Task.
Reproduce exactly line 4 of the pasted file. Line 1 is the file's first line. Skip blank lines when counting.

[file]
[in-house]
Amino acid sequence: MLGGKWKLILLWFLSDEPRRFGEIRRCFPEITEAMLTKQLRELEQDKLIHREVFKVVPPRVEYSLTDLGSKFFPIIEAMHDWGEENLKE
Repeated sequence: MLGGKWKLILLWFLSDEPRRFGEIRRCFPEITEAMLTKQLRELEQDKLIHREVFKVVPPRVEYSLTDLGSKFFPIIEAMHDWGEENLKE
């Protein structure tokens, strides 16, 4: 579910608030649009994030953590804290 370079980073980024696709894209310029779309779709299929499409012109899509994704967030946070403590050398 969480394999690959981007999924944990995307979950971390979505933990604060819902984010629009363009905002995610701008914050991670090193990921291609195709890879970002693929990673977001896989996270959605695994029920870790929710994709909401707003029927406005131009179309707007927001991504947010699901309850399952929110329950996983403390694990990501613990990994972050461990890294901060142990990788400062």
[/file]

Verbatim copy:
């Protein structure tokens, strides 16, 4: 579910608030649009994030953590804290 370079980073980024696709894209310029779309779709299929499409012109899509994704967030946070403590050398 969480394999690959981007999924944990995307979950971390979505933990604060819902984010629009363009905002995610701008914050991670090193990921291609195709890879970002693929990673977001896989996270959605695994029920870790929710994709909401707003029927406005131009179309707007927001991504947010699901309850399952929110329950996983403390694990990501613990990994972050461990890294901060142990990788400062």